Oxford History: The High

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14: Caffè Nero


14 High Street

The present Nos. 13–16 High Street were built in 1773–4 by John Gwynn to form the frontage to the new covered market and were known as “New Parade”. Nos. 13, 14, and 15 are jointly Grade II listed (List Entry No. 1369376, numbered as 12–15). No. 16 on the right is separately Grade II listed (List Entry No. 1047270). The four shops forming the original market front were in the parish of All Saints until that church was deconsecrated in 1971.

There is an avenue into the market in the centre of this group between Nos. 14 and 15 (shown above), and another one on each side.

At the time of the 1851 census the tailor John Embling lived here at No. 14 over his shop with his wife and a general servant. They were still there in 1861; in 1871 it was just John Embling, who was now a widower, and his two servants.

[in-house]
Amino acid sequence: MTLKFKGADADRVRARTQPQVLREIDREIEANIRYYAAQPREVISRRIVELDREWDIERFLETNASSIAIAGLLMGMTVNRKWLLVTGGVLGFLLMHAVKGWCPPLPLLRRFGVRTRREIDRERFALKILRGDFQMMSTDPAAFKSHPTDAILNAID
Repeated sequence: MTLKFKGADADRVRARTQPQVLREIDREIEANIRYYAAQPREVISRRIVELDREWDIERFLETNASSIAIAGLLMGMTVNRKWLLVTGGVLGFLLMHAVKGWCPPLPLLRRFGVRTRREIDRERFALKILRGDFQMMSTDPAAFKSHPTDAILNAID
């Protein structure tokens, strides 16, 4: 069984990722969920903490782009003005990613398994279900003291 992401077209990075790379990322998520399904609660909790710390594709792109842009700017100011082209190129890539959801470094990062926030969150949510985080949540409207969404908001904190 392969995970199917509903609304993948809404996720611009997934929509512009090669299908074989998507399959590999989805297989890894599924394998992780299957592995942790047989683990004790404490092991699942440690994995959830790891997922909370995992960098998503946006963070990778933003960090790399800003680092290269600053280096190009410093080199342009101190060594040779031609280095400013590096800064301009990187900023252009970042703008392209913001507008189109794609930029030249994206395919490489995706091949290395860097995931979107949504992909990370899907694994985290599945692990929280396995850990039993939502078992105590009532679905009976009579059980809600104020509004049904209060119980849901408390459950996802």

In 1881 Arthur Williams Bickerton, tobacconist and wine merchant, lived upstairs here. He was an unmarried man of 33 and lived with his 13-year-old nephew, and a housekeeper, clerk, and domestic servant.

No one lived over this shop at the time of the 1911 census.

Occupiers of 14 High Street

1839–1872

John & James Embling (1839); then John Embling, Tailor

1875–1883

Thomas Bickerton [later Bickerton Bros.], Tobacconist

1884–1892

Bartlett & Jones, Cigar & wine merchants

1893–1932

G. T. Jones, Cigar importer & wine & spirit merchant

1934–1971

Webber’s (part of) [see also Nos. 9, 10–12, 13, and 15]

1973–2000

Sketchley Cleaners Ltd

2001–present

Caffè Nero

©Stephanie Jenkins

Last updated: 31 August, 2018

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